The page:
When one of our Design by the Book artists asked me to find some books on vintage lettering, monograms, and typography, I headed to the stacks and didn’t come up for air for days (or so it seemed, I became so engrossed). I had a fabulous time searching through the Library’s collection for him, and I ended up hooked on monogramming. Of the many books on monograms and lettering that I found, there are a few standouts. One is Moderne Monogramme, published in Dresden in 1908. I love this book for its lush art nouveau letters, designed by Paul Starke.
I’ve also taken a special shine to the DIY approach of How to Design Monograms by Elizabeth and Curtiss Sprague. This little guide, published in London in 1927, contains instructions as well as plenty of examples, like the pages included here.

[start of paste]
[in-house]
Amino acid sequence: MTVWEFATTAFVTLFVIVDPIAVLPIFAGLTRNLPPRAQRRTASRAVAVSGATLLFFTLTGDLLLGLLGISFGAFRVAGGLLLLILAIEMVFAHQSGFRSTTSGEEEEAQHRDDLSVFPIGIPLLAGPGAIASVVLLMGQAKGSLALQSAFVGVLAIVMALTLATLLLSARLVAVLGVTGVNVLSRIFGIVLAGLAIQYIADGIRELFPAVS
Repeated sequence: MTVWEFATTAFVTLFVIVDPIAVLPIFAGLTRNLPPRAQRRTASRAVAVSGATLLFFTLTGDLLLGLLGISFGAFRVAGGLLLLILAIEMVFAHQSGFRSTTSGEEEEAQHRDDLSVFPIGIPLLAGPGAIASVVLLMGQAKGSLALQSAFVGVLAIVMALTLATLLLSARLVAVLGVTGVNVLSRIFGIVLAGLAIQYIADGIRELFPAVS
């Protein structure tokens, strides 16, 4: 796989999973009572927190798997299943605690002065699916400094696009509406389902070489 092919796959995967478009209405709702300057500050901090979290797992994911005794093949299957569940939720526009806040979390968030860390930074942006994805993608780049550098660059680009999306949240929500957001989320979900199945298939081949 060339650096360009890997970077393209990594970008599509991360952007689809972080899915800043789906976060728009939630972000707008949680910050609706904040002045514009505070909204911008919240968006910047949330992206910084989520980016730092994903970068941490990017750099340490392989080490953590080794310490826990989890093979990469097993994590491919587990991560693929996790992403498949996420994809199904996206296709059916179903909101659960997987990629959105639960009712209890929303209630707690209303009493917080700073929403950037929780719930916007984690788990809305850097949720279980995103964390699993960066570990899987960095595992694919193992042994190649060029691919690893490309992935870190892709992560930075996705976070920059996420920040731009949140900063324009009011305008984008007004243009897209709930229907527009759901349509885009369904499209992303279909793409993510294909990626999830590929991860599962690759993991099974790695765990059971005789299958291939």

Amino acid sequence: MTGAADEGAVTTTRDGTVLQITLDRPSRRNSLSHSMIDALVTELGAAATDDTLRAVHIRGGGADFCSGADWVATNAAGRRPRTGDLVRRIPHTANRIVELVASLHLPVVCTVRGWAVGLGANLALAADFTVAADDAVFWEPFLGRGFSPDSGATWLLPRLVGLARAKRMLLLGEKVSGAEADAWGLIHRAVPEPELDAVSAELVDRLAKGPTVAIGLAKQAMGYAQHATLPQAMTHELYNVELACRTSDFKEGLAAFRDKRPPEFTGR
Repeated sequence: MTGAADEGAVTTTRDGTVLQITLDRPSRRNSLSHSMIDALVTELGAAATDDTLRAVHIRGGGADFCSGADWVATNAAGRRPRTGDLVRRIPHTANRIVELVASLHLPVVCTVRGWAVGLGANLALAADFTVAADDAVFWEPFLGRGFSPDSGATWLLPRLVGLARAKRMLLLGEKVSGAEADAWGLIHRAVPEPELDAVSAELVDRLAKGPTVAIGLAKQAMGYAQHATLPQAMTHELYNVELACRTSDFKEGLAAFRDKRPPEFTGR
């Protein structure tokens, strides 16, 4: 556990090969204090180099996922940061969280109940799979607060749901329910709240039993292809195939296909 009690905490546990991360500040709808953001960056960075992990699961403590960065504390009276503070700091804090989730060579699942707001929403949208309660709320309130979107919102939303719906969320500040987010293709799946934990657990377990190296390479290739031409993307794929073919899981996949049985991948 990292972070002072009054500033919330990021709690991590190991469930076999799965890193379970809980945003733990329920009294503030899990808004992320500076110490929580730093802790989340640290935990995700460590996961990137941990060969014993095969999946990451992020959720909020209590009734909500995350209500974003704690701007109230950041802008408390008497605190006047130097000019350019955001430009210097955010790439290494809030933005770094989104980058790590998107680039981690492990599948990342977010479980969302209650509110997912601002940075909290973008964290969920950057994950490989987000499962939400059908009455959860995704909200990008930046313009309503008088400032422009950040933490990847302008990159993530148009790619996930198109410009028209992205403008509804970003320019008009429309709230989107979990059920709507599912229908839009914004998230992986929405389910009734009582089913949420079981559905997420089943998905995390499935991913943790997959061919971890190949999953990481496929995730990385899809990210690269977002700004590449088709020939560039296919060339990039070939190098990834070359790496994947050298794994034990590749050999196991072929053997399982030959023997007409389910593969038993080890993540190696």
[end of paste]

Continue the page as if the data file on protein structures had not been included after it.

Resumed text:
The Spragues explain that a well-designed monogram will exhibit “proportion, rhythm, fine spacing, and unity.” And to that end, they advise the following:
•Start by writing down on paper the letters of your initials in both lower case and capitals.
•See if any “combinations of letters immediately suggest a happy shape or arrangement.”
•Look for “strokes which are common in two of the letters” (such as how both capital R and D have similarly curved sides).
•If two of the same letter are present, consider making one a mirror image of the other.
•Simple letter types are more flexible than “elaborate, florid letters” which are “quite too fanciful to be further played with.”
•Feel free to take “unlimited liberties in the distortion of letters” in the design process, but remember that the result should remain legible.
•A monogram will usually form a symmetrical outside shape of some sort, such as oval or diamond, but irregular forms can be quite nice as well.
With this advice (as well as a few other books on monograms and lettering) at hand, I can’t help but ponder the possibilities for an elegant monogram of my own. The Spragues have made it sound so easy that my head is swimming with visions of barware, letterhead, and bookplates of my very own.